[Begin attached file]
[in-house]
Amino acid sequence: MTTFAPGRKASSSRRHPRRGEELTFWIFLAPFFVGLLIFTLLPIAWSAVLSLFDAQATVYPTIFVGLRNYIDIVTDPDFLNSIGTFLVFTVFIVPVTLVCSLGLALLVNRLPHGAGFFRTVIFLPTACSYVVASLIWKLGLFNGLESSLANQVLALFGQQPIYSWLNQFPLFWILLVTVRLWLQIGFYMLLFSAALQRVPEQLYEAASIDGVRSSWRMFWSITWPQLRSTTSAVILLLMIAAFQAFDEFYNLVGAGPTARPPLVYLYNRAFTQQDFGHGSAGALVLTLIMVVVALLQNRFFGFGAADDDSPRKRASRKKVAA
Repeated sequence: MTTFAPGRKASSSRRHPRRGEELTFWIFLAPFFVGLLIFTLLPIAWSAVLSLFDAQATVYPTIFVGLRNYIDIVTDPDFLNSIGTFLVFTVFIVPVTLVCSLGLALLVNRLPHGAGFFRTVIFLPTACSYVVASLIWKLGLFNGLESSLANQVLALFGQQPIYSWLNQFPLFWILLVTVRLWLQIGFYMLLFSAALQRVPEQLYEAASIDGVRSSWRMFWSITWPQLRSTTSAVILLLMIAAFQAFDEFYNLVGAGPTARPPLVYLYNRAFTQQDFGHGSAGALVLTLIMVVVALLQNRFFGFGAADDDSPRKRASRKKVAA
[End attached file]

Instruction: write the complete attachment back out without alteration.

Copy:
[in-house]
Amino acid sequence: MTTFAPGRKASSSRRHPRRGEELTFWIFLAPFFVGLLIFTLLPIAWSAVLSLFDAQATVYPTIFVGLRNYIDIVTDPDFLNSIGTFLVFTVFIVPVTLVCSLGLALLVNRLPHGAGFFRTVIFLPTACSYVVASLIWKLGLFNGLESSLANQVLALFGQQPIYSWLNQFPLFWILLVTVRLWLQIGFYMLLFSAALQRVPEQLYEAASIDGVRSSWRMFWSITWPQLRSTTSAVILLLMIAAFQAFDEFYNLVGAGPTARPPLVYLYNRAFTQQDFGHGSAGALVLTLIMVVVALLQNRFFGFGAADDDSPRKRASRKKVAA
Repeated sequence: MTTFAPGRKASSSRRHPRRGEELTFWIFLAPFFVGLLIFTLLPIAWSAVLSLFDAQATVYPTIFVGLRNYIDIVTDPDFLNSIGTFLVFTVFIVPVTLVCSLGLALLVNRLPHGAGFFRTVIFLPTACSYVVASLIWKLGLFNGLESSLANQVLALFGQQPIYSWLNQFPLFWILLVTVRLWLQIGFYMLLFSAALQRVPEQLYEAASIDGVRSSWRMFWSITWPQLRSTTSAVILLLMIAAFQAFDEFYNLVGAGPTARPPLVYLYNRAFTQQDFGHGSAGALVLTLIMVVVALLQNRFFGFGAADDDSPRKRASRKKVAA